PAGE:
16. 16. Nano-technology based energy absorption/damping (After R.S.Lakes, Viscoelastic Solids, Boca Raton, FL, CRC Press)
  17. 17. WHY NANO-COMPOSITES? Look at the Problems of Traditional Ship CarbonSteels: Corrosion Thermal and Electromagnetic Signature Construction by framing and sheathing and welding numerous parts with 100 yrs old designs Labor intensive Numerous Heat Affected Zones (HAZ) stress concentration HAZ’s readily corrdes and fail in fatigue Extensive coating is required Result: Higher building and maintenance costs
  18. 18. WHY NANO-COMPOSITES? Advantages with NANO-Composites: • Higher strength-to-weight ratio • Lower Magnetic Signature • Lower Acoustic Signature • Lower Hydrodynamic Signature • Lower Thermal Signature • Lower Radar Signature • Lower maintenance cost • Parts consolidation in fabrication • Fatigue resistance and durable AND NOW NANO WILL MAKE THE MATERIALS MORE BLAST AND SHOCK RESISTANT •
  19. 19. LINEAR IMPACT STUDY OF A NANOCOMPOSITE IN HOPKINSON BAR
  20. 20. OBJECTIVE Multi-walled carbon nanotube (MWCNT) in a polymer is believed to modify the energy absorbing haracteristics of the resulting nano polymer composites. Our objective here is to find out the efffects of MWCNT contents on the dynamic mechanical properties, including energy absorption characteristics of the resulting Polymer Nano-composites.
  21. 21. Materials The materials were Fabricated at Univ of Mississippi Fabrication 1. Mix different percentages of MWCNT in Nylon 6,6 2. Mold into a panel 3. Cure 4. Cut to lengths
  22. 22. Test Materials Samples:
  23. 23. Hopkinson Bar Apparatus Bars Sample
  24. 24. Strain wave records from the two bars
  25. 25. Governing Equations t Avg strain = ∫ C the specimen = u in ε dt 1 0 1 0 t u 2 = ∫ C0ε 2 dt t 0 u1 = ∫ C0ε1dt Avg stress in the specimen = 0 Avg strain rate in the specimen = Energy Absorbed = L = Specimen length
  26. 26. Results: Effects on peak stress and Energy Absorption
  27. 27. Samples - permanent deformation
  28. 28. STRAIN RATE = SLOPE
  29. 29. STRESS-STRAIN PLOTS 0% 5% 10% Effects of MWCNT % on the modulus (stress-strain slope)
  30. 30. Effect on Energy Absorption 0% 5% 10%
  31. 31. CONCLUSIONS MWCNT Nylon composites are extremely tough. They did not completely fracture under dynamic peak stress of 170 MPa. Internal Damage Predicted from permanent dimensional change. Modes of failure need to be confirmed by SEM MWCNT modified strength, stiffness and energy absorption. Only after smaller addition the properties improved significantly (20% approx). The reasons are being investigated. Nylon is thermoplastic and energy absorbent. Additional work needed with thermoset composites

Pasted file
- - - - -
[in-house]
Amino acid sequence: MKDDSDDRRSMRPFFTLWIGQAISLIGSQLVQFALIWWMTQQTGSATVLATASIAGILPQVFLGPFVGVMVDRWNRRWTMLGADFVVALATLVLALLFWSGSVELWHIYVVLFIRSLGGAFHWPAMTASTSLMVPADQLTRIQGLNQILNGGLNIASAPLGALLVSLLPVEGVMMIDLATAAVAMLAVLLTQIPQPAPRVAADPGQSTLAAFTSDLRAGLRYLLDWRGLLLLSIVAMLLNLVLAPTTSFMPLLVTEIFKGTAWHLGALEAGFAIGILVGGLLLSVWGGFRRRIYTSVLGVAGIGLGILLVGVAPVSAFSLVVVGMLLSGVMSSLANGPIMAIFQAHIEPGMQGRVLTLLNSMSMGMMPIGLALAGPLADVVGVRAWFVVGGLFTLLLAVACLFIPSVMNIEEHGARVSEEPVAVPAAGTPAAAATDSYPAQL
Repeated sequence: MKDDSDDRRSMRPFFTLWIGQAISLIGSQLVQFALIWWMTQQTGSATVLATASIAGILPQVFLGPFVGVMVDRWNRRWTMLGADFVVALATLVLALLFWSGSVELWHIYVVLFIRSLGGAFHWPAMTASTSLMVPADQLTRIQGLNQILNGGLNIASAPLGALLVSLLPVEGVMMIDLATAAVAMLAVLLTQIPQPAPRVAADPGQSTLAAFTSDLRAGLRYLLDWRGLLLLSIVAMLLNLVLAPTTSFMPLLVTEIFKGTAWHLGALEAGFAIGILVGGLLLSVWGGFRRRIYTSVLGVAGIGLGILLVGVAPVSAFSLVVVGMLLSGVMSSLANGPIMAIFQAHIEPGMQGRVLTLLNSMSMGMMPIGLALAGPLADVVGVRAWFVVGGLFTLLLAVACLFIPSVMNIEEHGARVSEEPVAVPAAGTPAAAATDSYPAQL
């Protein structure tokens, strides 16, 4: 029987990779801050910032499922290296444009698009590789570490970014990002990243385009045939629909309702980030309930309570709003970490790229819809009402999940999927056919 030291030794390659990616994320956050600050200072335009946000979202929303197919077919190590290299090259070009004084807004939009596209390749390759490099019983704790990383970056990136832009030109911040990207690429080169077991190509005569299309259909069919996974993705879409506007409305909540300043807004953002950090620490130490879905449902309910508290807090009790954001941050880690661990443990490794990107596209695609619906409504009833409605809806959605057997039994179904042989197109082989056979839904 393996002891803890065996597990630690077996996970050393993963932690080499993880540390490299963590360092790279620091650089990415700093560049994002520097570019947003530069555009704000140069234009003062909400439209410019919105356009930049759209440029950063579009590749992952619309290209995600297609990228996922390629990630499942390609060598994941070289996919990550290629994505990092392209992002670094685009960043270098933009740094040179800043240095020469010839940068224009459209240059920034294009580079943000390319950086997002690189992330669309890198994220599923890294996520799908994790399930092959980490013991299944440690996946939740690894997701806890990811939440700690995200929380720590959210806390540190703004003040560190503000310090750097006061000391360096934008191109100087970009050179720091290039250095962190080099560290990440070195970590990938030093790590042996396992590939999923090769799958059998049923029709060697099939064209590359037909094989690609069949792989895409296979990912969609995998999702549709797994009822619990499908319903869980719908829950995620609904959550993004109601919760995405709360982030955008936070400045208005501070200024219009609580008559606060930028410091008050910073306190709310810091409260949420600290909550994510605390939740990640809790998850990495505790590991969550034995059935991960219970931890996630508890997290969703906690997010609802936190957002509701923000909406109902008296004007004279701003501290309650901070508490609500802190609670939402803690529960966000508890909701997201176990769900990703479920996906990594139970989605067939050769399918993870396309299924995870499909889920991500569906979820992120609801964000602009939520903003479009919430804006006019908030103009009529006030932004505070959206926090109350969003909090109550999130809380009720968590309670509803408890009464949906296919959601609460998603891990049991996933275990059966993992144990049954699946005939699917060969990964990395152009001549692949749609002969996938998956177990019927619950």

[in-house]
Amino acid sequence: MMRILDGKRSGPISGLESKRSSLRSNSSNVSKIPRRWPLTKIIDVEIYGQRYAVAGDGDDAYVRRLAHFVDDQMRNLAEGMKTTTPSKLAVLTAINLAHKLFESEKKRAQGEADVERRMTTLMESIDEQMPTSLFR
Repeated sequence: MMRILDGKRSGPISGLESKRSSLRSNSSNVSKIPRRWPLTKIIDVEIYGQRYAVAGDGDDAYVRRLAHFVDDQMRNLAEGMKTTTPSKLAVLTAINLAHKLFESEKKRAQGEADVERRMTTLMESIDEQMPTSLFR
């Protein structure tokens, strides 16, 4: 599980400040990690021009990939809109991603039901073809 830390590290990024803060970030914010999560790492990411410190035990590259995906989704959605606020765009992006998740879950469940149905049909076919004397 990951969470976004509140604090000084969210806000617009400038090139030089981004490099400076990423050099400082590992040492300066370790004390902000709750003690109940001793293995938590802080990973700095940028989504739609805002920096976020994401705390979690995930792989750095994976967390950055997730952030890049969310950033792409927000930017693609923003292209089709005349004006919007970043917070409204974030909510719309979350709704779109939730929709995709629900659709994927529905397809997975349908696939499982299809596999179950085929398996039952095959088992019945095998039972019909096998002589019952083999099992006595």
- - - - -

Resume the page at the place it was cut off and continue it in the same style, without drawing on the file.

32. 32. VIBRATIONAL ENERGY ABSORPTION STUDY IN CNT-FRP COMPOSITES
  33. 33. Nano-particle-reinforced energy absorption: It involves placement of numerous nano particles During impact nanoparticles interact with internal matrix and with one another and thus dissipate energy through momentum transfer and friction
  34. 34. Parameters controlling energy absorption in these materials Particle size Dispersion in matrix Shape Density Texture Coefficient of restitution Coefficient of friction Surface area and conditions Free space around the particles Strain rate
  35. 35. Microstructure of filled composite materials Example of a typical syntactic foam composite material with a relatively low volume fill of micro-spheres. The sphere “ringed” is approximately 50µm µ
  36. 36. Mechanisms of shock and blast energy dissipation syntactic homogenous material foam composite material K and G representative hydrostatic shear load volume pressure load Principle of homogenisation method for syntactic foam composite materials
  37. 37. Dispersion of lightweight spherical fillers 30 wt.% SiO 120µm microspheres (Optic. 50x) 5 wt.% SiO 1µm mesospheres (Optic. 50x) 5 wt.% SiO 10nm nanospheres ( Optic. 50x) 30 wt.% SiO 120µm microspheres (500x) Fractured surface of 5 wt.% SiO 1µm (2000x) 5 wt.% SiO 10nm nanospheres (2000x) Better dispersion Fractured surface of SiO microspheres (700x) 5 wt.% SiO 1µm mesospheres (8000x) of nanofillers 5 wt.% SiO 10nm nanospheres (20000x)
  38. 38. Properties of interphase layer Effective thickness of interphase layer Approaches to control the interphase layer Chemical dispersant / surfactant to achieve dispersion and effective thickness of the layer Electrostatic ultrasound 30nm thickness of interphase layer 50-80 vol.% treatment concentration of nanoparticles High shear force mixing to prevent agglomeration 100nm thickness of nanoparticulates of interphase layer 10-30 vol.% concentration of nanoparticles
  39. 39. Single-walled nanotube-epoxy composite
  40. 40. Computationally performed Pull out test
  41. 41. Composite Materials, Experimental Samples manufactured manually by meltmixing nanotubes and polymer by extrusion process Investigated the effects of different orientations of carbon nanotubes (CNT) Applied multiple stress rates Viewed results by holography technique High strain rate was produced by Bruel and Kjaer (B&K) vibration system Energy absorption capacity was measured by damping capacity measurements